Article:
By Catherine Ling, Makansutra
If you mention dry-aged beef to foodies, you’ll see their eyes gleam. But what is it about this (expensive and hard to get) meat that makes it sought after?
Simply put, it’s the tenderness and depth of flavour.
Beef that has been dry-aged loses considerable moisture (up to a third of its weight), so all that umami beefy goodness is concentrated. During the aging process, enzymes naturally present in the muscle also break down the connective tissues, so the meat ends up tenderer. Microbes also help with this task.
Dry-aging takes a minimum of 14 days for any perceptible flavour change to take effect. Some are aged even longer, like 28 days, for a more concentrated flavour. Extreme aging in 60-120 days is not unheard of, but the merits of overaged beef is debatable.
The beef takes on a darker and drier appearance. The outer layer dries out to a crust. This has to be trimmed because the texture is jerky-like and mold tend to form on the crust (don’t worry, it’s a good thing; it gives beef that nuttier taste).
All this trimming and evaporation means quite a bit of product shrinkage, thus leading to a higher cost per weight price tag.
In the late 60s and early 70s, wet-aging became possible by packing beef in vacuum sealed plastic. This was a faster and more cost effective process that ensured no shrinkage. Its popularity edged out dry-aging as the main method of processing beef. Most regular beef today are wet-aged. However, with wet-aging the meat lies in its own juice, so the resulting taste can be more bloody, metallic and sour. So dry-aged meat still has an edge in the flavour department.
Because the process is long, expensive and laborious, dry-aged beef isn’t commonly available in supermarkets here. In fact, before Emporium Shokuhin came along, you could barely find locally dry-aged beef on the retail scene.
Some restaurants like Skirt at W Sentosa and Opus Bar & Grill (formerly Checkers Brasserie) at the Hilton Singapore have their own dry-aging cabinets but serve the meat only for dining in.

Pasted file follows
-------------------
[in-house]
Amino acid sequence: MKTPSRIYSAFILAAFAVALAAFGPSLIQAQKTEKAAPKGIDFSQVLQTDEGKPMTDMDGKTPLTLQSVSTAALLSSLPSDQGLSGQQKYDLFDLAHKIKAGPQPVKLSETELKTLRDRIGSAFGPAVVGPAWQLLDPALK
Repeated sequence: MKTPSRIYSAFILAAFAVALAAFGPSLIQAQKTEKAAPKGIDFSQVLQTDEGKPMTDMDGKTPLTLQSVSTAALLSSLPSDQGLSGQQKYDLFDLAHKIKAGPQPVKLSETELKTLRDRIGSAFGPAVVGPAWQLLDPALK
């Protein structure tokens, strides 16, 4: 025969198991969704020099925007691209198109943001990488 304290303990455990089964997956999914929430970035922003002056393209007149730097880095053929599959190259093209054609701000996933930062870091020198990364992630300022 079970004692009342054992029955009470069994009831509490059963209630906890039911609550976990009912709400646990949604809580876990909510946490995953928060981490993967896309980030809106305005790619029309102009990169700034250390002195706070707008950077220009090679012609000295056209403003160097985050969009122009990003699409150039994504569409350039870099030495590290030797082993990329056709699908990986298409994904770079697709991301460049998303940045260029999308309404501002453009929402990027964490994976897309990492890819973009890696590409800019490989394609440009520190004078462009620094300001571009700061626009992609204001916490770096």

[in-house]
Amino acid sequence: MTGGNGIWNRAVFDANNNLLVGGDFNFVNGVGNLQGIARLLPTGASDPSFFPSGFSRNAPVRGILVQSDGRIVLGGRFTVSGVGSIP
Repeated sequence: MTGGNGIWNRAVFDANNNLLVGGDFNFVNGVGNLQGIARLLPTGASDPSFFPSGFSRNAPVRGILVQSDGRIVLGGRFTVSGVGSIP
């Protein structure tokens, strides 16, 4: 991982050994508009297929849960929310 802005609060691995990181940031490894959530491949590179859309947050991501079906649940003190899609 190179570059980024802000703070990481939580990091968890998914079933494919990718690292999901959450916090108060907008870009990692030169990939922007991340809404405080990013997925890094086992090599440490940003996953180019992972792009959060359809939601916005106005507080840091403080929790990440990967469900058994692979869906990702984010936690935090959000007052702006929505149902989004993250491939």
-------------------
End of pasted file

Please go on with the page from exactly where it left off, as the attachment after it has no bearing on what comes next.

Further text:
I spoke to Ryan Goh, meat specialist at Emporium Shokuhin to learn more about dry aging.
Did you know all beef has to be aged a little before we can eat it? Unlike pork and chicken, meat from freshly slaughtered cattle will be too tough and bland. So no, it isn’t better to have them BBQ right after killing. It needs to be hung up for at least a few days before cutting into smaller parts.
For centuries in Europe, beef has been dry-aged by hanging in the open air – the climate was perfect. It was a method of preservation, as the beef could also be kept longer.
But to minimise spoilage, you’ll need a climate controlled room – usually at temperatures between 1-4 degrees C and 55-60 per cent humidity. Sometimes, salt blocks are used to help wick away moisture.
“Primal meat (large portions like prime rib and short rib) are hung up on hooks. Sub-primal meat (smaller cuts like shoulder, leg, fatty and meaty parts) can be dried on wire racks, so that the blood drips away and doesn’t stain or contaminate the meat,” says Ryan. “We don’t use oxtail because there are too many bones; shin shanks because of veins and gristle; and tenderloin, because it’s already tender.”
Could you stick a piece of meat in your fridge and dry age it? It’s not so simple.
Too much humidity, and your meat will be crawling with bacteria. Too little and it will dry out too fast (without tenderness) and shrink too much. Temperature control is also essential – too high and you get the bacteria count again; too low and the aging process will be protracted.
Ryan says intuitive feel plays a large part in determining whether the meat is ready to come out of the aging cabinet. He does a surface touch test to check the firmness every few days. The quality of meat chosen to go into the dry-aging room is also essential. If bad meat goes in, time and energy would be wasted in aging it.
Grass fed beef may have earned its more gamey reputation because it has been aged too long; it has high levels of alpha-linolenic acid which is volatile and reacts easily to form “rancid” flavours.
Grain fed beef tends to do better with aging as it has a more even distribution of fat and lower levels of alpha-linolenic acid.
Steaks that have been aged too long can have a blue cheese taste, thanks to the mouldy blue fuzz that appears on the exterior fat. How desirable this funky aspect is dependent on the individual.
“Dry-aging is mostly reserved for beef. You don’t age veal or lamb. They are already tender. Chicken and pork are better fresher,” says Ryan.
Ryan says the best way to enjoy dry-aged beef is to fire up a charcoal grill.
Is there really a difference in the taste between regular beef and dry-aged beef? Well, when tested side by side, yes. Dry-aged beef is more mellow and easy to chew with a brown-roasted beefy flavour. Of course, other factors like cattle genetics, how fast they put on weight while growing, and stress affect the meat tenderness.
Is it worth the premium price tag? Well, perhaps for a special occasion, or as an added highlight. At least now you can buy dry-aged beef and cook it yourself, instead of paying top dollar at a fancy steakhouse.